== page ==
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‘‘Having seen what I have seen and heard what I have heard in terms of the summary … I still feel the requirement to issue that warning,’’ Judge Tinney said.

After the judge’s warning, Mr Halphen asked for a few minutes to talk with his client. When the hearing resumed, Mr Halphen asked that the appeal be struck out, and Dominic Walker went back into custody. He must serve another eight months before he is released.



Sam Walker, 26, was jailed for six months and will continue on Tuesday his appeal against the length of his sentence.

Fitt, 28, was jailed for four months and has another three weeks to serve, having chosen not to appeal.

The Walkers are the sons of Tim Walker, QC, and grandsons of pre-eminent scientist and 2000 Australian of the year Sir Gustav Nossal. Tim Walker was not in court on Monday, but Sam and Dominc’s mother and a large group of supporters heard Dominic was remorseful for his crimes and had vomited the first time he saw the video.


‘‘His sense of self and who he is is shattered,’’ Mr Halphen said.

But Judge Tinney told the lawyer his client’s conduct was ‘‘almost extraordinary’’.

‘‘He had a weapon and he was using it – his fist,’’ the judge said.

‘‘It’s high-level offending as far as I’m concerned.

‘‘He [victim David Raeside] was on the ground and he has been beaten to a pulp and if that’s not enough, he’s then stomped on.’’

Graphic video filmed by a passer-by shows Dominic Walker, wearing a Richmond beanie, punch Mr Raeside 15 times and then stomp on his head three times, while Sam Walker repeatedly punches the other victim, Leonard Tricarico. Fitt goes between the two pairs, punching both victims.

Sam Walker rethreads his belt in his trousers after being released from custody in October.

Sam Walker rethreads his belt in his trousers after being released from custody in October.Credit:AAP

The court heard the two parties had been drinking alcohol at the football in the hours beforehand and had a verbal altercation outside the Pullman Hotel, and Mr Raeside was kicked to the thigh. Mr Raeside and his friend then ran into a side street.

Prosecutor Nicholas Batten said Mr Tricarico and Mr Raeside later returned to Wellington Parade, where the Walker brothers were seated in a taxi.

Mr Tricarico grabbed Fitt and punched the taxi window. At that point, the brothers got out and the three younger men bashed the other two.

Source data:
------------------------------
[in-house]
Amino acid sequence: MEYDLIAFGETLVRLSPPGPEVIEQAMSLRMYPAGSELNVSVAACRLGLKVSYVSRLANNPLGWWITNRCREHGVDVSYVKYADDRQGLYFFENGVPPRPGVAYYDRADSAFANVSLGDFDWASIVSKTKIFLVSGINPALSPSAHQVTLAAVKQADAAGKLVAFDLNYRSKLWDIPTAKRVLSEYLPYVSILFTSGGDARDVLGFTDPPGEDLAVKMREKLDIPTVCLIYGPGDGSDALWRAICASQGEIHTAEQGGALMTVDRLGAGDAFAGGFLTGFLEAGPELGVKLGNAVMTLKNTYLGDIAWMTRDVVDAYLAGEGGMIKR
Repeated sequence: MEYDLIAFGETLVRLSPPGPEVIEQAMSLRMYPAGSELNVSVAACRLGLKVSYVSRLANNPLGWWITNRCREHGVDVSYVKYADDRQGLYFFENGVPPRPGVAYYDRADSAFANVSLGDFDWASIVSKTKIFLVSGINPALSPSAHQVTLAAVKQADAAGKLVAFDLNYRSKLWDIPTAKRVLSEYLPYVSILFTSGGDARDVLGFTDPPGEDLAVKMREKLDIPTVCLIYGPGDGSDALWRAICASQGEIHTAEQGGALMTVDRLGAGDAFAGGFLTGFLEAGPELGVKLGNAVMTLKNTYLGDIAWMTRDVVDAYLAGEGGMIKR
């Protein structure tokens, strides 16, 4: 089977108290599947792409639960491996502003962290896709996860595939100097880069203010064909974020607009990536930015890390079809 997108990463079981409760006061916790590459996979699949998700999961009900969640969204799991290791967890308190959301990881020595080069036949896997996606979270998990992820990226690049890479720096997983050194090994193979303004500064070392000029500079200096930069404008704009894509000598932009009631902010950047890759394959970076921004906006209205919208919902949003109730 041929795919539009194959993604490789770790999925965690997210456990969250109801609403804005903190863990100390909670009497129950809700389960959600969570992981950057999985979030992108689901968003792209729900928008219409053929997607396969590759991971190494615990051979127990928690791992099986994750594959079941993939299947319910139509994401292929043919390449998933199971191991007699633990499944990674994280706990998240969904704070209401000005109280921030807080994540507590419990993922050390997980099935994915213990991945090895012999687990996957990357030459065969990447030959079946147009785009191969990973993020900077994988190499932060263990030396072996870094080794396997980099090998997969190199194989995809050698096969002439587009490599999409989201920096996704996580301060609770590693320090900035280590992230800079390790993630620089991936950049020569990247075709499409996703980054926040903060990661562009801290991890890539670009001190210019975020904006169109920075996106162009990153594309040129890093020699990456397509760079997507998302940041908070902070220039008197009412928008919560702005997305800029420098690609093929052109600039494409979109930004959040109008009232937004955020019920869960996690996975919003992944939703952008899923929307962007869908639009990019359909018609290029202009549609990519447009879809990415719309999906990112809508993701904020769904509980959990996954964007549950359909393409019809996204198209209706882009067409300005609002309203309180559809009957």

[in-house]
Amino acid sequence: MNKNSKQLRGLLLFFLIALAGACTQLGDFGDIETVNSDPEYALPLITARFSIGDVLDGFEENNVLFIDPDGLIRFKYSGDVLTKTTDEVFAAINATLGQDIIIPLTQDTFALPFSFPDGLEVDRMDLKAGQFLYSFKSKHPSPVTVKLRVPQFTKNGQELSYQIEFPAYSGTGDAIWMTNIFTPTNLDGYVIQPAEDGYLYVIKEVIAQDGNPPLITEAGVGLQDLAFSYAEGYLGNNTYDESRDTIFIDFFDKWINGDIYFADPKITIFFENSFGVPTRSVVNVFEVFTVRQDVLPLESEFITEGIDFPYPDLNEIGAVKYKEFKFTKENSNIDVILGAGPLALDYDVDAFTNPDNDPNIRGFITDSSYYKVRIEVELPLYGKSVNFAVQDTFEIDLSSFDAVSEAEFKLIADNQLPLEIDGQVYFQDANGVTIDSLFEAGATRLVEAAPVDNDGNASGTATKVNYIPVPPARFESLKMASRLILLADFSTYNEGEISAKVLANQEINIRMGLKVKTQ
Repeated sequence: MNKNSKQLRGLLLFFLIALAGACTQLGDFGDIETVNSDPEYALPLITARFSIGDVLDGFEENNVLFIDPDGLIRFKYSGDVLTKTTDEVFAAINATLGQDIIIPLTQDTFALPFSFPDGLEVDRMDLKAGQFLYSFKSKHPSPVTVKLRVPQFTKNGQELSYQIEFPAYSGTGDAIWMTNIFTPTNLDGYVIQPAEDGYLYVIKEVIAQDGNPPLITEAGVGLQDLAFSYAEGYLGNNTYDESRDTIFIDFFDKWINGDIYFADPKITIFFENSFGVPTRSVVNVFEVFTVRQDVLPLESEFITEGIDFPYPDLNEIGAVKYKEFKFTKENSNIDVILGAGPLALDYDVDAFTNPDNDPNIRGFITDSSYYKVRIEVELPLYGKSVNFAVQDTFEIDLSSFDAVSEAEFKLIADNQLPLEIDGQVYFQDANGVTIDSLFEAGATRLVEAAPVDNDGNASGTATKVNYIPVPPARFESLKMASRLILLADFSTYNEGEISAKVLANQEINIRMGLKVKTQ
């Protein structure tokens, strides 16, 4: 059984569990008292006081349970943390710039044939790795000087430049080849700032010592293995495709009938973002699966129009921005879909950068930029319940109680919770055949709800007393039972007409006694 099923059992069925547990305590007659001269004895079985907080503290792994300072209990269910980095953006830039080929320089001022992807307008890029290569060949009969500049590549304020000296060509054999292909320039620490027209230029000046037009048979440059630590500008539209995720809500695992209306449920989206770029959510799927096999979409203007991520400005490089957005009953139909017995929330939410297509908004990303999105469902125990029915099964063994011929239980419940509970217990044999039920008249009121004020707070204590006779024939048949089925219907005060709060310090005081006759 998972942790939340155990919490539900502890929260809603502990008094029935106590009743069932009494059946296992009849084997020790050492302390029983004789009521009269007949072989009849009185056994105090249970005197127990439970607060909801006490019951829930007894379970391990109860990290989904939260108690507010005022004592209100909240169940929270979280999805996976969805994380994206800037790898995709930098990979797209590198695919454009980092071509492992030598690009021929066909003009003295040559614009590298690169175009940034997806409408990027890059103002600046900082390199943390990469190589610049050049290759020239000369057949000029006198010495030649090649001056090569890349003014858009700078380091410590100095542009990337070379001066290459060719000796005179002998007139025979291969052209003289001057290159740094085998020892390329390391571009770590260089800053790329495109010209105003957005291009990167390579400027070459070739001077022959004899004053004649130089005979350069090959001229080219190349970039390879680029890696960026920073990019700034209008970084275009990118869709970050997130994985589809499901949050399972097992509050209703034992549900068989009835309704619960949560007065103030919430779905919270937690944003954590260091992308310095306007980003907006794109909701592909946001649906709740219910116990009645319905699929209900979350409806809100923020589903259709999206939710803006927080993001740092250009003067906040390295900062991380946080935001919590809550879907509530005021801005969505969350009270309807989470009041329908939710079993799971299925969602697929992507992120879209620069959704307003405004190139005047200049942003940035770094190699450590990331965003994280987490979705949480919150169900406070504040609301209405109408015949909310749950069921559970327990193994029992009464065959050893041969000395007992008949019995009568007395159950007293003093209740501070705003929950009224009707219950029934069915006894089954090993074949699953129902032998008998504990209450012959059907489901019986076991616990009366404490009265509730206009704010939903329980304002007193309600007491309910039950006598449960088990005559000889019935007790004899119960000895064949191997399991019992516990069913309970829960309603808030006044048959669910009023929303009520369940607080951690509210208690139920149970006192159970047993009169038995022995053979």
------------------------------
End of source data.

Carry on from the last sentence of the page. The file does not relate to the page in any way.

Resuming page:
Mr Raeside, aged in his 60s, suffered bleeding to the brain and facial fractures, and Mr Tricarico, aged in his 40s, suffered a fractured wrist and bruises to his head and face.

In the video, one of the younger men screams: ‘‘You are going to f—ing die, I am going to f—ing kill you.’’

Dominic Walker, his lawyer said, returned to Melbourne on the day of the AFL game after a six-month stint in Guatemala, where he was implementing sustainable farming practices.

On the way to the football, Mr Halphen said, Sam Walker told his brother of his mental health problems and he had been unable to stop thinking about suicide. Mr Halphen said his client abused alcohol in Guatemala as he struggled with loneliness, and that night chose to ‘‘obliterate’’ himself by drinking to forget what his brother told him.

Sam Walker spent about two hours in custody on the day of the sentence last year before he was granted bail when he launched an appeal.

His lawyer, Dermot Dann, QC, said on Monday that it was ‘‘not reasonably open’’ for his client to get a longer jail term than Fitt when as part of a plea deal with prosecutors, it was agreed Sam Walker played the lesser role of the trio.

Mr Dann said his client was initially taken to the ground by Mr Tricarico and was acting in self-defence when he fought the other man.

‘‘We say that despite how horrifying the video is … a serious injustice has occurred in his case,’’ Mr Dann said.

Sam Walker had his bail extended to Tuesday when his appeal continues.

Adam Cooper joined The Age in 2011 after a decade with AAP. Email or tweet Adam with your news tips.

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